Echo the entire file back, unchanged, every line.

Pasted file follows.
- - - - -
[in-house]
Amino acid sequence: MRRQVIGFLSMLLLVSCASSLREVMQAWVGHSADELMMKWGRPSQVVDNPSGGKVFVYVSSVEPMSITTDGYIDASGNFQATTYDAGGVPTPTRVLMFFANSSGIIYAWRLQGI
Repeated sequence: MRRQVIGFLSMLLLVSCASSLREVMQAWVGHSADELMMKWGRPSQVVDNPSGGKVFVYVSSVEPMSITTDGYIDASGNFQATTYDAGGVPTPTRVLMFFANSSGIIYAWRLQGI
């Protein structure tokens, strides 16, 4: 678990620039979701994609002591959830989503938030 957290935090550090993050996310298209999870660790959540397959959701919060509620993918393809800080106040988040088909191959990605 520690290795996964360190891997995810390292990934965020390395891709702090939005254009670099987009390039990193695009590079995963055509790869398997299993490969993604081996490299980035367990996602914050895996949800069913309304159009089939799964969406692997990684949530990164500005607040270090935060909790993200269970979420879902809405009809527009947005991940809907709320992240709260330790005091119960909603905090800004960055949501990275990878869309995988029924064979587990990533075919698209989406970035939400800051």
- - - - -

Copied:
[in-house]
Amino acid sequence: MRRQVIGFLSMLLLVSCASSLREVMQAWVGHSADELMMKWGRPSQVVDNPSGGKVFVYVSSVEPMSITTDGYIDASGNFQATTYDAGGVPTPTRVLMFFANSSGIIYAWRLQGI
Repeated sequence: MRRQVIGFLSMLLLVSCASSLREVMQAWVGHSADELMMKWGRPSQVVDNPSGGKVFVYVSSVEPMSITTDGYIDASGNFQATTYDAGGVPTPTRVLMFFANSSGIIYAWRLQGI
């Protein structure tokens, strides 16, 4: 678990620039979701994609002591959830989503938030 957290935090550090993050996310298209999870660790959540397959959701919060509620993918393809800080106040988040088909191959990605 520690290795996964360190891997995810390292990934965020390395891709702090939005254009670099987009390039990193695009590079995963055509790869398997299993490969993604081996490299980035367990996602914050895996949800069913309304159009089939799964969406692997990684949530990164500005607040270090935060909790993200269970979420879902809405009809527009947005991940809907709320992240709260330790005091119960909603905090800004960055949501990275990878869309995988029924064979587990990533075919698209989406970035939400800051």